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When it comes to discussing the things that hold most people back financially, the first few things that come to mind are lack of income, credit card debt, car payments, and student loans. But it might surprise people to learn that I would add your home right up there with those because most people consider a home an investment and the mortgage on it is “good debt.” But being house poor is a real thing and turns the dream of home ownership into a disaster.
The definition of house poor is essentially making a good income that should allow you to live comfortably, but you aren’t able to because your mortgage payment is too much of your income. The house then takes up too much of your life and instead of owning your home, your home owns you. This can become very frustrating and impact not only your finances, but your quality of life.
It’s an easy trap to fall into. You start to look for houses and you find something just out of your price range. But you tell yourself that “you’ll figure it out” for now and once you get that big raise you’ll be fine. Or you convince yourself that you can afford it because it is a good investment or it is your “dream home.” But before you know it your mortgage is 40% or more of your income and that raise never comes through, one of you loses your job, or something breaks in the home and you need to replace it.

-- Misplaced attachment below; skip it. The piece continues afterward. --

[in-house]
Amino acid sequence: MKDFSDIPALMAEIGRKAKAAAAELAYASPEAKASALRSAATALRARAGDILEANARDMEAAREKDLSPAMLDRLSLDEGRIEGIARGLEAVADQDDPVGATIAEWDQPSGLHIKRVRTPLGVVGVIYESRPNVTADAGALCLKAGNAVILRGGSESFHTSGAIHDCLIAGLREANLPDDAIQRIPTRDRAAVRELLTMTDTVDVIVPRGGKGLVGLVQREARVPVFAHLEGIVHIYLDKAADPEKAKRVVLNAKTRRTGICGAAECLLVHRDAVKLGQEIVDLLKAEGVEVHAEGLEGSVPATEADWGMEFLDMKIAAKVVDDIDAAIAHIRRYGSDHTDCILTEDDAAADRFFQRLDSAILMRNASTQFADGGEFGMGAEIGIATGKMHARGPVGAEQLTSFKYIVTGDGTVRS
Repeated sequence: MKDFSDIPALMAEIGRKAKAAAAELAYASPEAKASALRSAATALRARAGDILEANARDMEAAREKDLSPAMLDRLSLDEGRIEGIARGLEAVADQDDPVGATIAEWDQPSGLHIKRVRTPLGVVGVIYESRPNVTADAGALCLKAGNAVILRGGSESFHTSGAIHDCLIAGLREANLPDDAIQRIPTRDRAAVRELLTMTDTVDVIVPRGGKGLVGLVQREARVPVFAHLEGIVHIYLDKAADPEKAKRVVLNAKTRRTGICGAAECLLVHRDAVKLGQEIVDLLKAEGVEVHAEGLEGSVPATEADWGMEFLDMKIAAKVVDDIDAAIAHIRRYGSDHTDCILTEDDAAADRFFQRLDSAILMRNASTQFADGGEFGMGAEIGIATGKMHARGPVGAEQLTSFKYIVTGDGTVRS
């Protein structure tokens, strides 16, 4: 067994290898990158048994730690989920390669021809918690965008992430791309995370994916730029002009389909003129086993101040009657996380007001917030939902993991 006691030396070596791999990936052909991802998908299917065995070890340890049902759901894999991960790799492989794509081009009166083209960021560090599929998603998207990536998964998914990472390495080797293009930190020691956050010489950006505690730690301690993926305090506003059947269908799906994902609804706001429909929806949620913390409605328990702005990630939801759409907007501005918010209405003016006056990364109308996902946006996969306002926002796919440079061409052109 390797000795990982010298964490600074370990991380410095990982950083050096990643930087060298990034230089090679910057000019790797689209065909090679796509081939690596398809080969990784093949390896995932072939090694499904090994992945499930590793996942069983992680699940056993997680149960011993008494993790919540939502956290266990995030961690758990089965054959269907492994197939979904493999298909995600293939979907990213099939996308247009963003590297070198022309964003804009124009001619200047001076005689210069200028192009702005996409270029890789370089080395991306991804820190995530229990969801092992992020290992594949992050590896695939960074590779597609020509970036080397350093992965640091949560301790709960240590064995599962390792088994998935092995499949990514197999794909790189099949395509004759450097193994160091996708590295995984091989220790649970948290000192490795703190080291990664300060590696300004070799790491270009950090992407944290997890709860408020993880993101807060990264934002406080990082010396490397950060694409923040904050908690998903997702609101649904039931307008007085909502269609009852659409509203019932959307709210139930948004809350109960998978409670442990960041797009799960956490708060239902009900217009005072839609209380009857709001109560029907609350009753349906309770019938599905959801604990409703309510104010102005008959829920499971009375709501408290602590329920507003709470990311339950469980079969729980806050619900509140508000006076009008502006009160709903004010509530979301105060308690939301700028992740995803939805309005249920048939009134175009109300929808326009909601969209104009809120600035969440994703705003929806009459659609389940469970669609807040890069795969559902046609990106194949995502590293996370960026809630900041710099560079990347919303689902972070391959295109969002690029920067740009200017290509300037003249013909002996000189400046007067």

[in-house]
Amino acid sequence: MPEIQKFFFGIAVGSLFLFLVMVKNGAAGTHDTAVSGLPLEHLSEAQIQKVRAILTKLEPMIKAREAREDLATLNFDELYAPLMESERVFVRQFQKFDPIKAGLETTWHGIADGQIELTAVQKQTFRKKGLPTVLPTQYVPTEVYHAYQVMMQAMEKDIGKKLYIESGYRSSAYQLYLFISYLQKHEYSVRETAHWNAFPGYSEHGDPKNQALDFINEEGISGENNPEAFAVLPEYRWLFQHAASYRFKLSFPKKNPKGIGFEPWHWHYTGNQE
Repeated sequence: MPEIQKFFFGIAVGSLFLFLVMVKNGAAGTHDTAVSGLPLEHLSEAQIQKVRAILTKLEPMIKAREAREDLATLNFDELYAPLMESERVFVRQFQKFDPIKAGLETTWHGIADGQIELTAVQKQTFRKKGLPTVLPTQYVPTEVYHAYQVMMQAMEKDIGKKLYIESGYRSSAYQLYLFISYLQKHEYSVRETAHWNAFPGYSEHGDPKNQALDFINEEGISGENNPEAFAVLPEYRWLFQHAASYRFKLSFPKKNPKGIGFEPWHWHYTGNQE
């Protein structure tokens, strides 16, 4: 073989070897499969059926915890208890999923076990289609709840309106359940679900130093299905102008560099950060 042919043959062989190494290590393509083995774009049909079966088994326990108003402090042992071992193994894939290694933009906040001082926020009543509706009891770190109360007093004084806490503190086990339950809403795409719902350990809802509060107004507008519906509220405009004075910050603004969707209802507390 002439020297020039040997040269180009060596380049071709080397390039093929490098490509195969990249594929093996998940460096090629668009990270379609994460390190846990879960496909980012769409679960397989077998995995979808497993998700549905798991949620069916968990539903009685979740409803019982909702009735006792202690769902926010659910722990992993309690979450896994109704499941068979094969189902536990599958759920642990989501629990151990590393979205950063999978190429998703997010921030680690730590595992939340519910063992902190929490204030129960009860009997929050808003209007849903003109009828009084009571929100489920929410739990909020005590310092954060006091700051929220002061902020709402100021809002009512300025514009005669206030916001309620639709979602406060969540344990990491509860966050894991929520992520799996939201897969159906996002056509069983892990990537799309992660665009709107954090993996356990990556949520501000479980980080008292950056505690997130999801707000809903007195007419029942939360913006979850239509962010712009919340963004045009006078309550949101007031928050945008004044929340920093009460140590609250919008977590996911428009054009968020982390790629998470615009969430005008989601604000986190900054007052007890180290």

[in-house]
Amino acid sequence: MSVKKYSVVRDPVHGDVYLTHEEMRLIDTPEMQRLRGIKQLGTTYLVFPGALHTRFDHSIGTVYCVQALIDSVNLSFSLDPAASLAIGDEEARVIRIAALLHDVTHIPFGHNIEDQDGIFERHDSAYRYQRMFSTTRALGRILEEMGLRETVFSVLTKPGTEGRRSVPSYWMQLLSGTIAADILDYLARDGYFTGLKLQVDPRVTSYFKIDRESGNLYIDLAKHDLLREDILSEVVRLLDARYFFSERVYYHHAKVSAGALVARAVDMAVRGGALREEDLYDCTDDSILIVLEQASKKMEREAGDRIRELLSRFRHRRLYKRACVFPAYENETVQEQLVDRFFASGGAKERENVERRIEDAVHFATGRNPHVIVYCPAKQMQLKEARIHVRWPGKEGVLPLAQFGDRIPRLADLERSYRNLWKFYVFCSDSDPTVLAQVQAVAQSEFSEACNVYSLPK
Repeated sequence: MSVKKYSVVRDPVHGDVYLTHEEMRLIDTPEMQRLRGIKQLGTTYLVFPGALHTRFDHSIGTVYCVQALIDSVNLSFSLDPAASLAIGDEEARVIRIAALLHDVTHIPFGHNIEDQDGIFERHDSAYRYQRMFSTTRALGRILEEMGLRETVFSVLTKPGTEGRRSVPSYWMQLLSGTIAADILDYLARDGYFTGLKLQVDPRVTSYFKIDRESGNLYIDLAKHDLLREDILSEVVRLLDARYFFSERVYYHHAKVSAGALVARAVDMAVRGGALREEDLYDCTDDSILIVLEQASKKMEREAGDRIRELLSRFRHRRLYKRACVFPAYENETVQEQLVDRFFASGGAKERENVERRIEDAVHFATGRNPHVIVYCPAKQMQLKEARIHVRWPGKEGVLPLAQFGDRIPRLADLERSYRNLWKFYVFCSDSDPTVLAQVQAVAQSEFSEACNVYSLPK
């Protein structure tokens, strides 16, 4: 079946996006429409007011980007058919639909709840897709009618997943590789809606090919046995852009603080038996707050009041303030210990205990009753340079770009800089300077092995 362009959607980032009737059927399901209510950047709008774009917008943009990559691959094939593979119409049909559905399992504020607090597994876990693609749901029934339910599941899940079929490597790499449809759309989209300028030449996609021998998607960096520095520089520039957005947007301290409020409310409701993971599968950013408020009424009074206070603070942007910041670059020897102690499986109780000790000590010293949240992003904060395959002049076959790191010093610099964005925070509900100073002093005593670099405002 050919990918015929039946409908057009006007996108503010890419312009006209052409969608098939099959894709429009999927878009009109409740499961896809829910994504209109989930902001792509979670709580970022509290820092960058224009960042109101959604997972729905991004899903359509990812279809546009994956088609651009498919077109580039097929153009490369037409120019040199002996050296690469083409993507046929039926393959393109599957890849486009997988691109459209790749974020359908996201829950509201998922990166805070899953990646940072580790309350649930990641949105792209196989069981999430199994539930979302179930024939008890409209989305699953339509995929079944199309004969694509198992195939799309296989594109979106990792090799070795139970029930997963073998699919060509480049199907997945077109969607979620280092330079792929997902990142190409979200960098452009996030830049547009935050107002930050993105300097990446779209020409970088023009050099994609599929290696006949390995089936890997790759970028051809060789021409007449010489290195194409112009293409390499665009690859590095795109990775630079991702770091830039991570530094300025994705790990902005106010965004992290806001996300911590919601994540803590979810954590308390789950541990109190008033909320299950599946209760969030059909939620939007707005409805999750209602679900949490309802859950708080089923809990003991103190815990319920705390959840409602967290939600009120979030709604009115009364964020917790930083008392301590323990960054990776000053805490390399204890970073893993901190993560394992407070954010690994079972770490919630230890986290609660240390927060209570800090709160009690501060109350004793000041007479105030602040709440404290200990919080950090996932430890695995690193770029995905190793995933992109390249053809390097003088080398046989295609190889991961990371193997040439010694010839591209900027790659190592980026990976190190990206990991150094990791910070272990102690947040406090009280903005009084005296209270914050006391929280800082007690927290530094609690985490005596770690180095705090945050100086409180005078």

To protect yourself against becoming house poor, I recommend that your mortgage payment is no more than 30% of your monthly income and preferably at a term of no more than 20 years. Now, this is really conservative and a lot less than what the bank will let you borrow. But having this limit will allow you to have some breathing room in your budget to do the other things that you choose.
I also recommend that you become debt free before purchasing a home. Keeping up with all the maintenance and paying the mortgage is enough even when you don’t have debt. But when you have other monthly obligations besides your mortgage, it adds stress to your life. Yes, this might mean having to wait a year or two before getting a home, but it also means you’re less likely to end up house poor.
But what if you are already have a home and are house poor? If this is your current situation I would recommend seriously considering selling your home, if you aren’t underwater. I know that’s a hard thing to stomach and it’s not my first choice. However, would you rather have your life back and actually be able have some freedom in your budget or hang on to a house?
Have you ever felt like your home owns you and that you are putting too much time, energy, and money into it? Do you wish you had the freedom to do other things with your cash? If this describes you, you might be house poor. Or if you are getting ready to buy a house, resist the temptation to stretch your budget and instead buy a home that you can comfortably afford. It will allow you to look back at your home buying experience with fondness. Remember, it’s just a house, so don’t let it control your life.